Randy Slager: A company must continually examine how it does business, ensuring that no policies inhibit our responsiveness to either employee or customer issues. It is easy to fall into the trap of setting a new policy every time something goes even slightly wrong. A company can wind up in a situation where there are so many policies that it becomes a bureaucracy in which no one can get meaningful work done. We make it a major focus to balance sound governance with pragmatic, suitable risk avoidance procedures.
WashingtonExec: People always talk about corporate culture, but what is something that your company purposely focuses on to create the ideal company culture?
Randy Slager: Catapult is committed to our employees. As previously described, we provide an extensive benefits program to complement competitive salaries.
Despite Catapult’s fast growth in recent years, upper management has made it a priority to maintain a culture that is steeped in our beginnings as a smaller company. We embrace the idea of Catapult as a family.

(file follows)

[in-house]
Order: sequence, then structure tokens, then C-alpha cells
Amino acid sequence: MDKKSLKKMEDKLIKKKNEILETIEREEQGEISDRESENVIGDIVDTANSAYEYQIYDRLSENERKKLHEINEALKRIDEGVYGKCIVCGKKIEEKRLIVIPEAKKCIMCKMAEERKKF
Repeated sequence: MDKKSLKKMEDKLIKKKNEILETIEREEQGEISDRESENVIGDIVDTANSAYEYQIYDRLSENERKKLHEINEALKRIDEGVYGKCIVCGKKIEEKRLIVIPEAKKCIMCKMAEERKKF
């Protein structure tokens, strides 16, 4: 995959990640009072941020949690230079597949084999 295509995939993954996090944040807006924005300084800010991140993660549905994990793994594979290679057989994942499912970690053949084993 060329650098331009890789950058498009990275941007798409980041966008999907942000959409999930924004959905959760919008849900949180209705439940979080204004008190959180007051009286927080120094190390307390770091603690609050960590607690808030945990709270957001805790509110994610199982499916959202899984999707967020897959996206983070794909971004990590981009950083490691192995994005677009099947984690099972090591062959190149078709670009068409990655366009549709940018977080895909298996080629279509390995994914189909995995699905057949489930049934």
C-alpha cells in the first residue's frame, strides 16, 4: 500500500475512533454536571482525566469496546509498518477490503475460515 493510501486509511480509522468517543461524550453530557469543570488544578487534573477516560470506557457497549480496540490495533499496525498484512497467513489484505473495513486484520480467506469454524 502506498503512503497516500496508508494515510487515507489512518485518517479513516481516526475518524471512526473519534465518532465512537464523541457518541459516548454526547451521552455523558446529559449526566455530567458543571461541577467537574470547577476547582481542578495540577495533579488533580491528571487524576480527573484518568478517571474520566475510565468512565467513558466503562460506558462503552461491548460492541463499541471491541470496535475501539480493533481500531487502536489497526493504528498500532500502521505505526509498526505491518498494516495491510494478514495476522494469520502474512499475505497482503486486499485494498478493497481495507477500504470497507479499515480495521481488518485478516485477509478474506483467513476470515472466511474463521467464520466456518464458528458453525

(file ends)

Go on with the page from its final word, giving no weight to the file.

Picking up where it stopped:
Away from work, Catapult’s people enjoy ongoing corporate traditions that help to maintain the company’s roots: The annual company picnic, which held at a park in Maryland; local company-sponsored events for employees living and working outside the Metro Washington, DC area; and the annual awards banquet, a more elegant affair where hundreds of employees gather and dozens are formally recognized for outstanding work during the previous year. Last year it was held in the atrium of the National Portrait Gallery in downtown Washington, DC. The prior three years it was held at the National Air and Space Museum.
Catapult thrives on a team-oriented philosophy through which our dedicated employees bring their best to their contracts and put the overall team performance above his or her own gain.
WashingtonExec: Has the tightening of the lending market affected Catapult?
Randy Slager: Catapult has taken a fiscally conservative approach to our growth. The result is that we self-fund that growth and are therefore not dependent on lines of credit or other borrowing strategies. The tightening credit market has had no affect on our operations or growth.